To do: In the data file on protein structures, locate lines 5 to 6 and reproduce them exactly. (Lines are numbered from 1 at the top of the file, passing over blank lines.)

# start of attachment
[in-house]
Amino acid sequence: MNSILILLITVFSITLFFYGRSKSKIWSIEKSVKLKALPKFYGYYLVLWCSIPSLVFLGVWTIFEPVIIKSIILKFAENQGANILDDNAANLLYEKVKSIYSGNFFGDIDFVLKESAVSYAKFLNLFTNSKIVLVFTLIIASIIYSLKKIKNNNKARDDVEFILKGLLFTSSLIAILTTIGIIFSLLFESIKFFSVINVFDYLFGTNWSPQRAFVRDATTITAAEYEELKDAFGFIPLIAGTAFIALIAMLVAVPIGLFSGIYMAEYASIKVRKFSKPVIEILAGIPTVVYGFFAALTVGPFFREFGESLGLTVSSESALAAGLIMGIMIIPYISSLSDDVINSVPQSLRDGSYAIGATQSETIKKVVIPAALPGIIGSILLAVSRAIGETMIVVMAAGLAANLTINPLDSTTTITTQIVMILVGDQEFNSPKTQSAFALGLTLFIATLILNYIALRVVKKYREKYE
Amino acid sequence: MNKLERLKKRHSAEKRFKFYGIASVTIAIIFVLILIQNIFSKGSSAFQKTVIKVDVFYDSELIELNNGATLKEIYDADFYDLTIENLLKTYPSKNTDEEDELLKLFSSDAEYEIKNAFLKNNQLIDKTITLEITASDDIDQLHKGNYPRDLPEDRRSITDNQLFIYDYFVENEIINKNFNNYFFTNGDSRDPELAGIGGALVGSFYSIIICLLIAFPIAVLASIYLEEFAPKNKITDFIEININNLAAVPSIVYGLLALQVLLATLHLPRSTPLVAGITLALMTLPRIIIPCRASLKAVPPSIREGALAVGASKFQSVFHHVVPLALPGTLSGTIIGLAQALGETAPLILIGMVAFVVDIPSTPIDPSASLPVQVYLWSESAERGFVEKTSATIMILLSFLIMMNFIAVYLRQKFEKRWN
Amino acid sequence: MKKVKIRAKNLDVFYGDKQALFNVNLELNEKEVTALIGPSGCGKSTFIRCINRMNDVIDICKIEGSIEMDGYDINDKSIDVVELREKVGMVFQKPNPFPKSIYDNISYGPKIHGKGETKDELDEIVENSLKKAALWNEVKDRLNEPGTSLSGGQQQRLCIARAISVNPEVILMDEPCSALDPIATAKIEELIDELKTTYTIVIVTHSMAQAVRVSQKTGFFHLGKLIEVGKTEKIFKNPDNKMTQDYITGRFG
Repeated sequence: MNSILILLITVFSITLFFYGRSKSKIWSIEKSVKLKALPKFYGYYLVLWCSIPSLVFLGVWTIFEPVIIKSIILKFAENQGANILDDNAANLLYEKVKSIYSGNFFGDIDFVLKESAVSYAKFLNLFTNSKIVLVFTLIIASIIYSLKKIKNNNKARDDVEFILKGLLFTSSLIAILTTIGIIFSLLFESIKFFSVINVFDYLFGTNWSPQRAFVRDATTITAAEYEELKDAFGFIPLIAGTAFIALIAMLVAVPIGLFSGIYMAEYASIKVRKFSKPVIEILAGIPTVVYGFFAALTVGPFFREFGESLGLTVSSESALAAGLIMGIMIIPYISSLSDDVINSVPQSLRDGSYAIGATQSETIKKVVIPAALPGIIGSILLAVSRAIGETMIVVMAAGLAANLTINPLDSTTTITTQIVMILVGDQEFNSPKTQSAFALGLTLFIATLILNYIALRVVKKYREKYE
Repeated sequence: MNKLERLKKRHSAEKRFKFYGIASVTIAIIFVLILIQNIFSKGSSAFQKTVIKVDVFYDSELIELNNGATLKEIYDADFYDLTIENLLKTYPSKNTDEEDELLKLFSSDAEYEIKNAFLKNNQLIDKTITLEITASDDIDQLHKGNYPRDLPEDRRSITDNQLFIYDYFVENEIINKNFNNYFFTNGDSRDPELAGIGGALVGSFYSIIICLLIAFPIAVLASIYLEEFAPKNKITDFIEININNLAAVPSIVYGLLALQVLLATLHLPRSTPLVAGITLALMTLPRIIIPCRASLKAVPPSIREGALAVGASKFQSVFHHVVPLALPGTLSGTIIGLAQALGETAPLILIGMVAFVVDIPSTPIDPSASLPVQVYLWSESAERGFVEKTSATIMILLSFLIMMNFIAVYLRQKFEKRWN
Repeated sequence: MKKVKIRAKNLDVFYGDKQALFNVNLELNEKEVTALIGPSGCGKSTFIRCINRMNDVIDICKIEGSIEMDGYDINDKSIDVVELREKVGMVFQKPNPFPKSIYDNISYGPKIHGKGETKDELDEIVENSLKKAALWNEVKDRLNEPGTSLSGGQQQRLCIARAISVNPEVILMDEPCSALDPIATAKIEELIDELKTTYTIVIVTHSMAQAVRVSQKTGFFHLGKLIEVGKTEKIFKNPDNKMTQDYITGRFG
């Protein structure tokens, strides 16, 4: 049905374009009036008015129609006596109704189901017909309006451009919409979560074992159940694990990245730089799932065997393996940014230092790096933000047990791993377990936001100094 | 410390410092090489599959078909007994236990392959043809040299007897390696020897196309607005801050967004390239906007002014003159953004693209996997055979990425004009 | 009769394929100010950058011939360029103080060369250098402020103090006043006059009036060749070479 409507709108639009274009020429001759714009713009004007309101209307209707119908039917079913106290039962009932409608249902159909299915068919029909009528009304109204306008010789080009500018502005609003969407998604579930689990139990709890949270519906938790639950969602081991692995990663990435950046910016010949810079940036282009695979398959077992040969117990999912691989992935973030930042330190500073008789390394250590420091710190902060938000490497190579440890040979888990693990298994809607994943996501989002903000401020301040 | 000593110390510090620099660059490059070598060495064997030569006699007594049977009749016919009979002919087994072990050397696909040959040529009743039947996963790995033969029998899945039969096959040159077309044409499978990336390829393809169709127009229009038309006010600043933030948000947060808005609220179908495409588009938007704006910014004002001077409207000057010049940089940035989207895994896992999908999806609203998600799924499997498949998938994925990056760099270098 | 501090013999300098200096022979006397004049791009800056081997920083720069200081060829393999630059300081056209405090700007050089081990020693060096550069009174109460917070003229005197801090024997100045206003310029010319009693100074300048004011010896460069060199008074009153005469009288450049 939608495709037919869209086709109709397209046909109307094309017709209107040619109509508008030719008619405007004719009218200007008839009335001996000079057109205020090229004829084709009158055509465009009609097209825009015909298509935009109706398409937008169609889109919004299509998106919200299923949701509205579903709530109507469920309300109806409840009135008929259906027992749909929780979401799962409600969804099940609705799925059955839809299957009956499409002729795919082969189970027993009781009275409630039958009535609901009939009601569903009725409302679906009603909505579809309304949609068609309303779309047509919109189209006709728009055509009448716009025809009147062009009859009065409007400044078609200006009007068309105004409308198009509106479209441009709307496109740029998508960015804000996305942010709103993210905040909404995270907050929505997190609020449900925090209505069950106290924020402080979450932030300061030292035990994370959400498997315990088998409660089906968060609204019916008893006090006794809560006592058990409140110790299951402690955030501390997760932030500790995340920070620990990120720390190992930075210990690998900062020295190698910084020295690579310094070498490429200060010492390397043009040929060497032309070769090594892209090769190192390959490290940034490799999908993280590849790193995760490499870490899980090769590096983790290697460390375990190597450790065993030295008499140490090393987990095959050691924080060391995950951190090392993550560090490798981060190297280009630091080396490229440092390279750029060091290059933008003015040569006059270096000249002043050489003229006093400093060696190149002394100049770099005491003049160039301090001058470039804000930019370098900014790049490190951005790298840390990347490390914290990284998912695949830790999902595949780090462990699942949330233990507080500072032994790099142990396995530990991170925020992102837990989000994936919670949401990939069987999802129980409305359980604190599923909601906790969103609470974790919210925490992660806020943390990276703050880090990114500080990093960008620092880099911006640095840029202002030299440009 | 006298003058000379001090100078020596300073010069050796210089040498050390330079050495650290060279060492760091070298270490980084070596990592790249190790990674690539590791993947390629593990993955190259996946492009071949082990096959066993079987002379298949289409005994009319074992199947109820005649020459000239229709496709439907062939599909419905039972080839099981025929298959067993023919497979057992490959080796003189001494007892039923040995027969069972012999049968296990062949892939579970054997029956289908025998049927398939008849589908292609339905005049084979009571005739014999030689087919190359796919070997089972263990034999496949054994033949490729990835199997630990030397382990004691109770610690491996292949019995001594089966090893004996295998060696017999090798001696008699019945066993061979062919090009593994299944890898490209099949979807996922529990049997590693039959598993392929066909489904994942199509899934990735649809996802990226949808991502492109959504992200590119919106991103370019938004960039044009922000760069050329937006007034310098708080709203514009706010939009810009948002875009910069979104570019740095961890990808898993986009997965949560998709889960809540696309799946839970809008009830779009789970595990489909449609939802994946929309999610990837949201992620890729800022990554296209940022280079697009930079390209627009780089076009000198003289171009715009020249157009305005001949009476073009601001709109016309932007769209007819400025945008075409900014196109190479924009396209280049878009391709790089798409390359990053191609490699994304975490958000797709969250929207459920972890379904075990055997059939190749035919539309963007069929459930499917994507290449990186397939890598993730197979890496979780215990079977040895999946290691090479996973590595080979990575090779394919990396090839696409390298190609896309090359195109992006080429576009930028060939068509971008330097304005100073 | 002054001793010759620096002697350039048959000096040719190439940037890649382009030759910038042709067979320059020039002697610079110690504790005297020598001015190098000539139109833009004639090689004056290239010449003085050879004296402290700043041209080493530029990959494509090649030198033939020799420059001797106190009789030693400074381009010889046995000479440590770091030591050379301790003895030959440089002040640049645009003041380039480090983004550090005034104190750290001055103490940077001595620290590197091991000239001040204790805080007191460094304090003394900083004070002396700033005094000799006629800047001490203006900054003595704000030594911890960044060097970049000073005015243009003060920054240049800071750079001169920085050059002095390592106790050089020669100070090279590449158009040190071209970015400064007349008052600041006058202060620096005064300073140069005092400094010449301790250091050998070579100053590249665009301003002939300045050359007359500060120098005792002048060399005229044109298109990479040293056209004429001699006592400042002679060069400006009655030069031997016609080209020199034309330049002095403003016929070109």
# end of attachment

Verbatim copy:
Repeated sequence: MNSILILLITVFSITLFFYGRSKSKIWSIEKSVKLKALPKFYGYYLVLWCSIPSLVFLGVWTIFEPVIIKSIILKFAENQGANILDDNAANLLYEKVKSIYSGNFFGDIDFVLKESAVSYAKFLNLFTNSKIVLVFTLIIASIIYSLKKIKNNNKARDDVEFILKGLLFTSSLIAILTTIGIIFSLLFESIKFFSVINVFDYLFGTNWSPQRAFVRDATTITAAEYEELKDAFGFIPLIAGTAFIALIAMLVAVPIGLFSGIYMAEYASIKVRKFSKPVIEILAGIPTVVYGFFAALTVGPFFREFGESLGLTVSSESALAAGLIMGIMIIPYISSLSDDVINSVPQSLRDGSYAIGATQSETIKKVVIPAALPGIIGSILLAVSRAIGETMIVVMAAGLAANLTINPLDSTTTITTQIVMILVGDQEFNSPKTQSAFALGLTLFIATLILNYIALRVVKKYREKYE
Repeated sequence: MNKLERLKKRHSAEKRFKFYGIASVTIAIIFVLILIQNIFSKGSSAFQKTVIKVDVFYDSELIELNNGATLKEIYDADFYDLTIENLLKTYPSKNTDEEDELLKLFSSDAEYEIKNAFLKNNQLIDKTITLEITASDDIDQLHKGNYPRDLPEDRRSITDNQLFIYDYFVENEIINKNFNNYFFTNGDSRDPELAGIGGALVGSFYSIIICLLIAFPIAVLASIYLEEFAPKNKITDFIEININNLAAVPSIVYGLLALQVLLATLHLPRSTPLVAGITLALMTLPRIIIPCRASLKAVPPSIREGALAVGASKFQSVFHHVVPLALPGTLSGTIIGLAQALGETAPLILIGMVAFVVDIPSTPIDPSASLPVQVYLWSESAERGFVEKTSATIMILLSFLIMMNFIAVYLRQKFEKRWN